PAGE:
The benefits of estrogen or selective estrogen receptor modulator on kidney and its related disease-chronic kidney disease-mineral and bone disorder: osteoporosis.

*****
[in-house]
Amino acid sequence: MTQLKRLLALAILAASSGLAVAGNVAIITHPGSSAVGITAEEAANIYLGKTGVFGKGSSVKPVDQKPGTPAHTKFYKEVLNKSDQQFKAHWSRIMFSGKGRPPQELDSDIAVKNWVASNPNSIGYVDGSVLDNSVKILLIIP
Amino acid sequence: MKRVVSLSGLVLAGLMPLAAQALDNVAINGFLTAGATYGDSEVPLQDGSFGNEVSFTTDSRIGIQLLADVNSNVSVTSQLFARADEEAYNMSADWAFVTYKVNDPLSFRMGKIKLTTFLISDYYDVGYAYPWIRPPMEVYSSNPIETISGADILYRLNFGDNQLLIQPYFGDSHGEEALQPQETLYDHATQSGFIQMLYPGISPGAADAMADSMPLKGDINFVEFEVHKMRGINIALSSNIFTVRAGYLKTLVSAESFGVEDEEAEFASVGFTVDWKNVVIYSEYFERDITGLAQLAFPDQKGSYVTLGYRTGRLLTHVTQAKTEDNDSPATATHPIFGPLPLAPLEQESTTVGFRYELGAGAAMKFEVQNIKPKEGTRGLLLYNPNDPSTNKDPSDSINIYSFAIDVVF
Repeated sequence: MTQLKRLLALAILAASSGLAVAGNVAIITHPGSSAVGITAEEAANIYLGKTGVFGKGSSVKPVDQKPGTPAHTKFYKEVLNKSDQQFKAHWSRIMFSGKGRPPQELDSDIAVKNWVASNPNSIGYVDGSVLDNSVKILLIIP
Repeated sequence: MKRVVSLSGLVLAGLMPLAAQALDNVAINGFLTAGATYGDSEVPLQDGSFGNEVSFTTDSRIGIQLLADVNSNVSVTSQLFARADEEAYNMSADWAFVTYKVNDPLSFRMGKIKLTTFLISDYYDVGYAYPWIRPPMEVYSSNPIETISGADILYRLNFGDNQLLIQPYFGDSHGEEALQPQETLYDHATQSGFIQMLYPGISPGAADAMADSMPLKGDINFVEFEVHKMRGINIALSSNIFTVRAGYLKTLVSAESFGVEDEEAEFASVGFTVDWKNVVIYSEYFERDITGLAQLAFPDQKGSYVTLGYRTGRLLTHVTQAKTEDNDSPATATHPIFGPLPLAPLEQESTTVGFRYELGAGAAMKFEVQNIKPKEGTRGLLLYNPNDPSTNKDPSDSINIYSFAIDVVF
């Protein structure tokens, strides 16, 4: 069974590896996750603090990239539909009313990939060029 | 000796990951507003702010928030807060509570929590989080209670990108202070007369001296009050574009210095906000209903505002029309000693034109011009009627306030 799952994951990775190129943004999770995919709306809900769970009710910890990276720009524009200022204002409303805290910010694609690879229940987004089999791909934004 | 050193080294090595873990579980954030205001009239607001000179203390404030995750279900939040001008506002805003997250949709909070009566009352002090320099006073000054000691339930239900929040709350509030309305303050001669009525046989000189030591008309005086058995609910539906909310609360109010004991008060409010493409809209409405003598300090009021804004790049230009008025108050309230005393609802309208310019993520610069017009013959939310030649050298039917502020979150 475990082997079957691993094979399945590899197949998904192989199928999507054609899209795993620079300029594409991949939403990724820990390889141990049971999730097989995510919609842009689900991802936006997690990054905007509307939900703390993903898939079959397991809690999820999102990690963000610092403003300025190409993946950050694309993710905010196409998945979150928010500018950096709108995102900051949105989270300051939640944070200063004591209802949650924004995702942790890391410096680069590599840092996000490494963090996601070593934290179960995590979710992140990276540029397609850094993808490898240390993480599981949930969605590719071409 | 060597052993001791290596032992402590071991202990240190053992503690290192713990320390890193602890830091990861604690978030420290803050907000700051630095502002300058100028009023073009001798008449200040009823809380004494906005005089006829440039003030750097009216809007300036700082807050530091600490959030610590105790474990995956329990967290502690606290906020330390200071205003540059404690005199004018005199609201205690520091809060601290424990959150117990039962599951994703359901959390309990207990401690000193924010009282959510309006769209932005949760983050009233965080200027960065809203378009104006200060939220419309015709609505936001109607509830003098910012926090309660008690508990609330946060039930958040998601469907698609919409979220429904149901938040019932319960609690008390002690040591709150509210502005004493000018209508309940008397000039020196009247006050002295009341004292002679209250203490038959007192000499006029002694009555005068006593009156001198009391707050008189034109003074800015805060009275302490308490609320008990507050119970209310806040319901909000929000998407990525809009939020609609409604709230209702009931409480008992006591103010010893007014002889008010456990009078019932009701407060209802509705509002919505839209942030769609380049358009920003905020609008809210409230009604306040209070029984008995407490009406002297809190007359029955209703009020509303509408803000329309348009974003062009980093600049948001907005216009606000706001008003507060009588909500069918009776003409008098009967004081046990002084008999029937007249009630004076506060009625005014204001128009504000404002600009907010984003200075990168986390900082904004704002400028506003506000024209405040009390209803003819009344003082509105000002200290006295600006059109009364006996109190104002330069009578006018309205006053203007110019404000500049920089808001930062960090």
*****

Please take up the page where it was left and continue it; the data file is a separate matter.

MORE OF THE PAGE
An umbrella concept addressing the relationship between chronic kidney disease (CKD) and mineral and bone disorders has been developed in recent years. Given the high prevalence of osteoporosis-related fractures in postmenopausal women with CKD, especially those undergoing chronic hemodialysis, the strategy used in the prevention and management of CKD and its associated osteoporosis in these postmenopausal women has become a topic of substantial debate. This controversy has ongoing relevance because osteoporosis results in a significant economic burden secondary to increased morbidity and mortality. The perfect goal of treatment and prevention includes both bone protection and renal protection, or at least protection of one disease without compromising the other disease. Both CKD and osteoporosis are frequently observed in the same patients, and often have parallel progression in postmenopausal women. Estrogen, the main female hormone during reproductive age, has been reported to have a protective effect on kidney fibrosis in several animal models, and is also considered one of the most effective drugs in the management of postmenopausal women with osteoporosis and prevention of osteoporosis. However, due to the many adverse events associated with the use of estrogen with and without progestin, some of which have contributed to significant morbidity and mortality, drug modification, which has had fewer reported incidences of adverse events without compromising the protective effect on both the kidney and bone, may have an easier road to acceptance. Therapeutic alternatives, such as the selective estrogen receptor modulators (SERMs), have shown the benefits of estrogen on bone, serum lipid levels, and renal protection, without any adverse effects on the breast and endometrium. The Multiple Outcomes of Raloxifene Evaluation trial (MORE) and its extension-Continuing Outcomes Relevant to Evista (CORE), a double-blind, randomized clinical trial encompassing postmenopausal women with osteoporosis, showed promising results in both bone and renal studies. Raloxifene increased bone mineral density (BMD) in the spine and femoral neck and reduced the risk of vertebral fracture. In addition, raloxifene slowed the increase in the rate of serum creatinine and also significantly slowed the decrease in the estimated glomerular filtration rate; of most importance, raloxifene use was associated with significantly fewer kidney-related adverse events. Hemodialyzed women on raloxifene treatment demonstrated increased trabecular BMD, a decrease in bone resorption markers, and a decrease in the low-density lipoprotein-cholesterol value. Thus, raloxifene and, most likely, other SERMs could be better in place of estrogen in the management of postmenopausal women with CKD and its associated osteoporosis, although much evidence should be provided in the advanced-stage CKD, especially in the Stage 5 CKD patients on dialysis.